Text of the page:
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this month's newsletter will be a little different. scroll down for info on new music & please don't miss the ¡me gusta! recommendations at the end. they make me super happy.

i want to start first by saying that yesterday was a historic day for those of us that call america home. for the first time, there will be over 100 women in the US congress. some of those women will be our first muslim americans & native americans to represent us in DC. across the country, many LGBTQ+ folks won state and local elections (here's a great thread highlighting this "rainbow wave"). michigan passed an anti-gerrymandering law, and pennsylvania democrats benefited from newly re-drawn districts. in florida, 1.4 million people had their voting rights restored. and of course, democrats took the house.

i just got back from a month in my home state of virgina, where i was an artist in residence at VCCA, the virginia center for the creative arts. there is no doubt that you'll hear the fruits of that time in the next year or so ;). however, post residency & the morning after the election, looking at the results and just back to massachusetts, i am thinking about a few things. 

it's often my responsibility to frame my work - what are you trying to do with your music, with your self, i get asked. there is a much longer answer to this question, but one of the things i am trying to do with my work is lean into the role of connector and traveler. i have fallen in love with songs because they are the perfect form for this purpose. within their bounds, i can draw historical traditions and contemporary experience together. then i can make these connections easily portable by disseminating my little songs all over the place. i often think of my songs as seed pods, covered in burrs. you walk by them, they stick to your leg, and you take them with you, to the next place. they land somewhere, they bloom.

i also think of seed pods when i get to meet many tremendous folks in my work as a touring musician. in september, i had back to back to back to back gigs at a quaker meetinghouse in annapolis MD, a lesbian festival in OH, a university in RI, and a cabaret in NYC. i was the happiest clam moving between these regions, rooms, different audiences. each of my shows was different because of the shows that came before it. i took a little of each previous place with me, and i hope i left a little something behind. it felt like exactly what i was supposed to be doing.  

the morning after the midterms, thinking about the divides in our country, i think one remedy is to be like these seed pods, to both stick to the people that pass by and to leave something of ourselves behind when we travel. as progressives we hear all the time that we need to get out of our bubbles and talk to people who are different than us. but i do not take this to mean we are supposed to go to conservative or rural places and try to understand people there or find common ground or convince them of something they're not open to. i think it means we need to go and put ourselves, our loving whole unique selves, up in the space and face of people who are different than us. and just be there as our full selves. and we need to invite folks different from ourselves into our spaces. and then we need to sing our songs - whatever form your "song" takes - and stick a little of ourselves onto someone different than us, for them to take home.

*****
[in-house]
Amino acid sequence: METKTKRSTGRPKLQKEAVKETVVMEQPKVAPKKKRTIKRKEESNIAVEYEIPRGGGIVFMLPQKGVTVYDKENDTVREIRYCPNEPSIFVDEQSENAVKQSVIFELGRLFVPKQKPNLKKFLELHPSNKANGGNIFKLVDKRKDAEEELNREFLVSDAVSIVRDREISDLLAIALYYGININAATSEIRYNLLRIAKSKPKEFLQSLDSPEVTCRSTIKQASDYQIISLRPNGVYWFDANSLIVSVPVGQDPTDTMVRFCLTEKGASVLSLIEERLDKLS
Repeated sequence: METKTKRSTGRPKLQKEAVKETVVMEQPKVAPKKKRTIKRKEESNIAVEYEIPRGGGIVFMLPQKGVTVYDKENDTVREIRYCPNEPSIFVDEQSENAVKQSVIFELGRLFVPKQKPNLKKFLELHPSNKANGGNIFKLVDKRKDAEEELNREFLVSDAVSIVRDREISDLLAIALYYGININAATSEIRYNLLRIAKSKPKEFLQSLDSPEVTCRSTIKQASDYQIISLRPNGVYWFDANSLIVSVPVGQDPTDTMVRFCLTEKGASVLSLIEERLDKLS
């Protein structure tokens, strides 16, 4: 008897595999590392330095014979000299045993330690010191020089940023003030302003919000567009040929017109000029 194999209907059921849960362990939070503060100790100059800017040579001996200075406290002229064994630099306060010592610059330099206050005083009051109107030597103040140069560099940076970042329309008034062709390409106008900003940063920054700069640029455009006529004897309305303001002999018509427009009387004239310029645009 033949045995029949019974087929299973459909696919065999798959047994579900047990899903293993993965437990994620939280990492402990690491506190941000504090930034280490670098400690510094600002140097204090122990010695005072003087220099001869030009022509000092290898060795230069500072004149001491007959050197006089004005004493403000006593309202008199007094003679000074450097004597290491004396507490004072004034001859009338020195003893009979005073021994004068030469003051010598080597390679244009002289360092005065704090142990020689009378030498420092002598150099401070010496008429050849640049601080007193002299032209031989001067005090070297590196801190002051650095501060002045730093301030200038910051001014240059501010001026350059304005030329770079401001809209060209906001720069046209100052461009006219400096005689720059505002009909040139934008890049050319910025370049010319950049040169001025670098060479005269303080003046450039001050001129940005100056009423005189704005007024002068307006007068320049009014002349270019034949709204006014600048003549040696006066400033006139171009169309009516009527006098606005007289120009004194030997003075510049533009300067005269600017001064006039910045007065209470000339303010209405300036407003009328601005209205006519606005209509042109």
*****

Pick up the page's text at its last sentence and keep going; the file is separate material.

at a recent gig at sweet briar college, in rural central virginia, i met a professor who had listened to my music while she was in grad school at princeton. she couldn't believe i was on her campus! i met another professor with a long history in louisiana, who was a fan of my work. during the show, someone requested one of the first songs i ever wrote. he told me later he heard it on the radio in france and never forgot it. i take all this to mean my seed pods are working, my songs are catching on and taking rides.

what if we could do the same with our conservative neighbors, relatives and colleagues?


the "miss you like hell" cast album is out now digitally, and secretly/early i am selling signed copies of the paperback book & physical CD...  if you want to put on a production of "miss you like hell", now you can...  the holidays are coming, which means it's time for your annual reminder that i have an anti-holiday album that is NSFW and inappropriate for children, on purpose...  i have an essay in new book, nevertheless we persisted, which would make an excellent holiday gift...  i am producing jen zimberg's second album (i also produced her first), and she has a gorgeous kickstarter going for it. she's trying to get to 200 backers, help her get there?

that's it for this month, thank you for coming to my ted talk / first attempt at a stump-speech.
x erin
all the easter eggs in a "star is born"
artist activist shaun leonardo's primitive games at the guggenheim
women in the oaxacan rap scene are soaring
the first level of super mario live scored by a 60 piece big band
this episode of "nancy" about jason and his father
a book of poems about the virginia state epileptic colony


1 DEC 2018 - Easthampton MA
Liz Phair Tribute @ Flywheel - TICKETS
watch the live stream on my FB page

11-27 JAN 2019 - Boston MA
Miss You Like Hell - TICKETS

20 JAN 2019 - Boston MA
Miss You Like Hell Songs & Stories @ Passim - TICKETS

8-31 MARCH 2019 - Indianapolis IN
Miss You Like Hell - TICKETS

*** reminder - i do not perform or appear in any productions of miss you like hell.
i just wrote the damn thing with my friend quiara ***
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